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Putting the Customer First, a Business Strategy You Can’t Overlook

Truly global companies — which have a design office in California and a marketing team in Colombo, for example, — have a tendency to feel disconnected or out of sync. The traditional top down decision-making style of the past won’t cut it in an international setting where businesses are learning to respect local wisdom and understanding of distinctive consumer tastes.

More than ever, companies are acknowledging that it’s not about the “next cool idea.” Hitting consumer gold is all about understanding what the consumer’s life is like and what they need. This excerpt from the chapter “Disrupt Yourself and Your Business Before You Get Disrupted” by Jennifer Hurford presents the case of how an all-American brand like Nike is winning overseas in mega markets like China because it has learned to come out with products more in touch with on-the-ground realities through human-centered design. “God is in the details,” after all. Nike’s basketball shoes for the Chinese market are, for example, designed for outdoor games, which is how most people in China play basketball. In contrast, people in the U.S., mostly play indoors.

A graduate of both the Harvard Business School and the Kennedy School of Government, Hurford has experience in business strategy at IDEO, an innovation and design consulting firm. Read the complete chapter in Rethinking Asia 4: Why Asia is Hopeful.  


If you don’t take people with you on the journey, they’ll reject the destination. Develop a customer-focused mindset, when you’re a government or a company.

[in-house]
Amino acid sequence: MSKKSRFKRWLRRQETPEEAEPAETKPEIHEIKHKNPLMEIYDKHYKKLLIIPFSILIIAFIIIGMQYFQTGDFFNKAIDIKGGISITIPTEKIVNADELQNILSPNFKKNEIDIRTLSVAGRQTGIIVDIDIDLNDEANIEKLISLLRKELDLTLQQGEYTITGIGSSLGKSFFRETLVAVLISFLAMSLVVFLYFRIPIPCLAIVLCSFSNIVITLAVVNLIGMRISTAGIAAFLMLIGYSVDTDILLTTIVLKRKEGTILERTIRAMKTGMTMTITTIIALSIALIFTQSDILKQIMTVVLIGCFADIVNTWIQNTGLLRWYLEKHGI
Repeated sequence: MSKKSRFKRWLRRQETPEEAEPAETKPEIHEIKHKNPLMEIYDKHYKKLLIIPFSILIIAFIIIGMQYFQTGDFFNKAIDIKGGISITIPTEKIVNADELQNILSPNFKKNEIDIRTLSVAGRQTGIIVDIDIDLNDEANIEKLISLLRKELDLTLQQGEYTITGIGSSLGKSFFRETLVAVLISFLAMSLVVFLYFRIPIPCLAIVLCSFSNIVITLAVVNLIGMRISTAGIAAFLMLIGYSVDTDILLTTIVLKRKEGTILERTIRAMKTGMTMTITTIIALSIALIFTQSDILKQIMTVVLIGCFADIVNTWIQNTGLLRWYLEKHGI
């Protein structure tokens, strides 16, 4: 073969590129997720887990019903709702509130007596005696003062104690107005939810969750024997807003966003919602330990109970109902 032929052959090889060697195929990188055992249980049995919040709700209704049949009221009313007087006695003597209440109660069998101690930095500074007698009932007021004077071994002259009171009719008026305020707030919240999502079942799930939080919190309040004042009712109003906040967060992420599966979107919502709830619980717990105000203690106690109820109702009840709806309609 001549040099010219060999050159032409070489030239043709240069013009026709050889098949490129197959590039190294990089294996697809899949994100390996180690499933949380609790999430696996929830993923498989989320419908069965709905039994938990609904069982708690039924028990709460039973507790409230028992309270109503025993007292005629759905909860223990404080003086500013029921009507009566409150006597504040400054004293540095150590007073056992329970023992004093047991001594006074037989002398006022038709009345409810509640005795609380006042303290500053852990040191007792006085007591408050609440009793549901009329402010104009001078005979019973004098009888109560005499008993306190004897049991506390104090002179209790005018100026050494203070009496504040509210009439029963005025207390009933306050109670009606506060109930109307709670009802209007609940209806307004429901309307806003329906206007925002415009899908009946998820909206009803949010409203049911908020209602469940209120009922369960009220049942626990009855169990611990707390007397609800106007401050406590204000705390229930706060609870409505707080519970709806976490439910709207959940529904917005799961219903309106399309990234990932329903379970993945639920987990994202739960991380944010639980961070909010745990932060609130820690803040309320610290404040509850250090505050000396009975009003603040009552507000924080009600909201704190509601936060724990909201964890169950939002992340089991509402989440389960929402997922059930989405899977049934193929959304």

Case of Nike: Develop a Customer-First Business Strategy

Summary: Senior management should keep a close eye on what the customer wants. Don’t design what you want your company to put out in the world; instead solve a problem for your customers. This outlook is sometimes called human-centered design.When it comes to China, Nike believed that they need to adopt a China-first approach.

Nike’s customer-oriented approach in China appears in their product development, in their shoe design, and in their marketing. Instead of waiting for teams in Oregon to make decisions on what’s cool in China, the local team relies on information from local consumers when making their decisions. For example, when designing the basketball shoe in America, Nike’s design team made sure that it was suitable for an indoor game, since that’s what most people in America play. However, when designing a basketball shoe for China, Nike had to change the sole of the shoe to make sure it would work well in outdoor pick-up games, which is what how the majority of people in China play basketball.

When advertising in China, Nike is careful to label its products as being “of China,” indicating authenticity and belonging. McDonald’s has adopted a similar policy, labeling its products there “of China” because they make burgers tailored to local Chinese tastes. Going an extra step, Nike China selects only celebrities who are considered “of China” to represent their brand—for example, Kobe Bryant, an American basketball star who is considered to be “of China” because he has been in the market for twelve years and is well-liked by the Chinese.

Companies like Nike need to continue developing methods of connecting with their customer segments that the customers themselves feel are authentic and real. For this reason, it is important for western companies to give their international teams the freedom to make their own decisions. By giving them some measure of autonomy and trusting them to make smart decisions based on the preferences of the local market, the top leaders will ensure that their teams feel part of the company’s overall journey.